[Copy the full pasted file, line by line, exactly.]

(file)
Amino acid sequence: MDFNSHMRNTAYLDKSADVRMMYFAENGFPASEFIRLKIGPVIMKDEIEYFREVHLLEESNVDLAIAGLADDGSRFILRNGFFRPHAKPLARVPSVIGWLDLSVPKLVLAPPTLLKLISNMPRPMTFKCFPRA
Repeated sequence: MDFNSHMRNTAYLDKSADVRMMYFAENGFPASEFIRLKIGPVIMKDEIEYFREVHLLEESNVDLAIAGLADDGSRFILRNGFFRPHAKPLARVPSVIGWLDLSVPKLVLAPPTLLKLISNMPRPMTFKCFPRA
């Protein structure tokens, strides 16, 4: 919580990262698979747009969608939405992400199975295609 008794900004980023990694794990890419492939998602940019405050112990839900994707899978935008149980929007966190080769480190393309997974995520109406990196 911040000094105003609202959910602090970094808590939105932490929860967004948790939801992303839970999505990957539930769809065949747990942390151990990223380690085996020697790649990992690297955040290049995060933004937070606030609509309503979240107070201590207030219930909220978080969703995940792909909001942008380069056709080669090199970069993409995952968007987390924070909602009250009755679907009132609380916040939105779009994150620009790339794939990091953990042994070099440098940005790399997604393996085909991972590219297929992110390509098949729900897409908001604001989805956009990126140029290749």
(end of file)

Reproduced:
Amino acid sequence: MDFNSHMRNTAYLDKSADVRMMYFAENGFPASEFIRLKIGPVIMKDEIEYFREVHLLEESNVDLAIAGLADDGSRFILRNGFFRPHAKPLARVPSVIGWLDLSVPKLVLAPPTLLKLISNMPRPMTFKCFPRA
Repeated sequence: MDFNSHMRNTAYLDKSADVRMMYFAENGFPASEFIRLKIGPVIMKDEIEYFREVHLLEESNVDLAIAGLADDGSRFILRNGFFRPHAKPLARVPSVIGWLDLSVPKLVLAPPTLLKLISNMPRPMTFKCFPRA
């Protein structure tokens, strides 16, 4: 919580990262698979747009969608939405992400199975295609 008794900004980023990694794990890419492939998602940019405050112990839900994707899978935008149980929007966190080769480190393309997974995520109406990196 911040000094105003609202959910602090970094808590939105932490929860967004948790939801992303839970999505990957539930769809065949747990942390151990990223380690085996020697790649990992690297955040290049995060933004937070606030609509309503979240107070201590207030219930909220978080969703995940792909909001942008380069056709080669090199970069993409995952968007987390924070909602009250009755679907009132609380916040939105779009994150620009790339794939990091953990042994070099440098940005790399997604393996085909991972590219297929992110390509098949729900897409908001604001989805956009990126140029290749």